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Jupiter's squirting moons

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Having fun in the hills!

« on: December 15, 2013, 05:39:50 pm »

From the Los Angeles Times....

Water geysers erupt on Europa! Could Jupiter's icy moon host life?

By AMINA KHAN | 3:55PM PST - Thursday, December 12, 2013

An artist's impression shows Jupiter's icy moon Europa shooting plumes of water vapor from around its south pole. ó Picture: M. Kornmesser/NASA.
An artist's impression shows Jupiter's icy moon Europa shooting plumes of water vapor from around its south pole. ó Picture: M. Kornmesser/NASA.

JUPITER's icy moon Europa squirts water like a squishy bath toy when itís squeezed by the gas giantís gravity, scientists say. Using NASAís Hubble Space Telescope, they caught two 124-mile-tall geysers of water vapor spewing out over seven hours from near its south pole.

The discovery, described in the journal Science and at the American Geophysical Union meeting in San Francisco, shows that Europa is still geophysically active ó and that this world in our own solar system could hold an environment friendly to life.

"Itís exciting," said Lorenz Roth, a planetary scientist at the Southwest Research Institute in San Antonio and one of the studyís lead authors. "The results are actually more convincing than I would have thought before."

Europa isnít the only squirty moon in our planetary system: Saturnís moon Enceladus has also been caught shooting water out of its south pole in so-called tiger stripes. These pretty plumes are caused by tidal forces. Just as our moonís gravity squeezes and stretches the Earth a bit, causing the oceans to rise and fall, Saturnís massive gravitational pull squeezes and stretches its tiny moon, causing cracks on its icy surface to open and allowing water to shoot out.

Scientists have long wondered whether something similar was happening on Jupiterís moon Europa. After all, its surface is about 65 million years old, which is extremely young by our solar systemís standards, little more than 1.5% of the solar systemís age. This should mean that some geophysical processes must be constantly renewing the surface.

But over several decades, researchers repeatedly failed to catch the moon in action, said Robert Pappalardo, a Jet Propulsion Laboratory planetary scientist who was not involved in the study.

When the Voyager spacecraft, launched in 1977, flew by Europa, it caught a tiny blip on the moon's edge that people thought might be a plume, but it could not be confirmed. Then the 1989 Galileo spacecraft saw a potential plume of its own. But this turned out to be digital residue, traces of a previous image, Pappalardo said.

Even Hubble probably wasnít able to properly see such plumes until space shuttle astronauts on the very last servicing mission for the iconic space telescope in 2009 fixed one of its cameras. Even now, looking for water vapor in the ultraviolet wavelengths of light tests the limits of Hubbleís abilities, scientists said.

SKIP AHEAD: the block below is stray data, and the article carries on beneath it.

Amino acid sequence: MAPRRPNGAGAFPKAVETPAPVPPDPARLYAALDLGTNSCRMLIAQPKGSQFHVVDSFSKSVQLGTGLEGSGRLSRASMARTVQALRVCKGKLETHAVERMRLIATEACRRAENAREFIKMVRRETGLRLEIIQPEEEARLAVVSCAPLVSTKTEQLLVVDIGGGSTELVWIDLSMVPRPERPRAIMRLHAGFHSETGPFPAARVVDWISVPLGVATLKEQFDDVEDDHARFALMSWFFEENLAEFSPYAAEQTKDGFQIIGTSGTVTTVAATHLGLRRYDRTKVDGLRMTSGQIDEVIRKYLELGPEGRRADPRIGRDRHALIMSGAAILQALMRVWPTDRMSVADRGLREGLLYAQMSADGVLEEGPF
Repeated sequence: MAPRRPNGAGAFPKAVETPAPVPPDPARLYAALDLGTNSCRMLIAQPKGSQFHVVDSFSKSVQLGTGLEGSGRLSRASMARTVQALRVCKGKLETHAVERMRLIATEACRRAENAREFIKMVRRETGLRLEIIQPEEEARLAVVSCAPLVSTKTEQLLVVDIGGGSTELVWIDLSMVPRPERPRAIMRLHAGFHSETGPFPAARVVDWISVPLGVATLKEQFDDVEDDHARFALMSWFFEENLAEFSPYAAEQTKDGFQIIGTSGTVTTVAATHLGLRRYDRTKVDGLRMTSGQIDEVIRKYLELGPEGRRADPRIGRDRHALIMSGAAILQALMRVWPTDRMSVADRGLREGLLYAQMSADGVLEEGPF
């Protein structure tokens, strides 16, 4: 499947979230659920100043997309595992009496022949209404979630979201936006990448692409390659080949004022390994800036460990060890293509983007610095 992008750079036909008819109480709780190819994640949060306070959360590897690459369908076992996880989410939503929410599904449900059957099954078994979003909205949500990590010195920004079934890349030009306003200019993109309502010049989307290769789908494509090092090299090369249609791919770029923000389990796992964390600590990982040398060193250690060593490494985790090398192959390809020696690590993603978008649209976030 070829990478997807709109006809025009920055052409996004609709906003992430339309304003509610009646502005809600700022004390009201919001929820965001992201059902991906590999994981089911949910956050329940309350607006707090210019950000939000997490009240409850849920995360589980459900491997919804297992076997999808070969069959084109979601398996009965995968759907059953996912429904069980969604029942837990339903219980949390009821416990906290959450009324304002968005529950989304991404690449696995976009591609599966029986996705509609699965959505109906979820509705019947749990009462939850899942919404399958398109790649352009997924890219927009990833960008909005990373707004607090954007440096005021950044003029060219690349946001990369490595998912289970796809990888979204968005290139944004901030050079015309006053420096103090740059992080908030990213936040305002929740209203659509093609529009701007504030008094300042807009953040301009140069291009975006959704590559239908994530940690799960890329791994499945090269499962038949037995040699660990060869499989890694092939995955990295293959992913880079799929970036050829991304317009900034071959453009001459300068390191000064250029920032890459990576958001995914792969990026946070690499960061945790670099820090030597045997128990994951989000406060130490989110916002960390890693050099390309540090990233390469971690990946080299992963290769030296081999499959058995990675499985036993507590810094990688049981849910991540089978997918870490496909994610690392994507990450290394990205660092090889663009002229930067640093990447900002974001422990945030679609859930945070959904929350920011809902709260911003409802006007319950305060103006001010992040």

To catch Europa in the act, the researchers also knew they had to time their observations right. Saturn's icy moon, Enceladus, shoots water near the farthest point in its orbit from Saturn, when the tidal forces cause cracks at the moonís south pole to open. Around Jupiter, Europa was probably doing the same thing.

Sure enough, when the scientists looked at Europa when it was close to Jupiter in its orbit, they saw nothing. But in December 2012, when the ice moon was at its farthest point from the gas giant, they caught a pair of plumes bearing clear signs of oxygen and hydrogen ó the components of water vapor ó shooting from near the southern pole.

Scientists canít say exactly where the plumes are coming from. It could be that theyíre going directly from solid ice to gas, as Europaís ice sheets rub against each other. But it could also be that the these plumes of vapor may be coming from the ocean of liquid water thought to lie under the moonís frozen surface.

If the moon is still geophysically active, that could make it a prime environment for life.

Another study out of this weekís American Geophysical Union meeting found signs of clays on Europaís surface. Clays are often associated with organic matter, which is why NASAís Mars rover Curiosity is headed to Mount Sharp, whose clay-rich layers could hold signs of life-friendly environments.

Those clays were probably brought to Europa by comets or asteroids, and if such material was able to make it into Europaís subsurface ocean, it could provide the nutrient-rich soup that could allow life to emerge.

"Weíre trying to understand, could this be a habitable environment today? Could there be life there today?" Pappalardo said. "At Europa, it seems the processes that could permit habitability may be going on now."

Perhaps future studies can analyze all the contents of that watery plume and see if there are any signs of organic matter, Pappalardo said. Perhaps a future mission to Europa could fly through the plume and directly sample its contents.

For now, itís important to replicate the results, he added.

"I will sleep better knowing that there are follow-up observations that confirm it," Pappalardo said.

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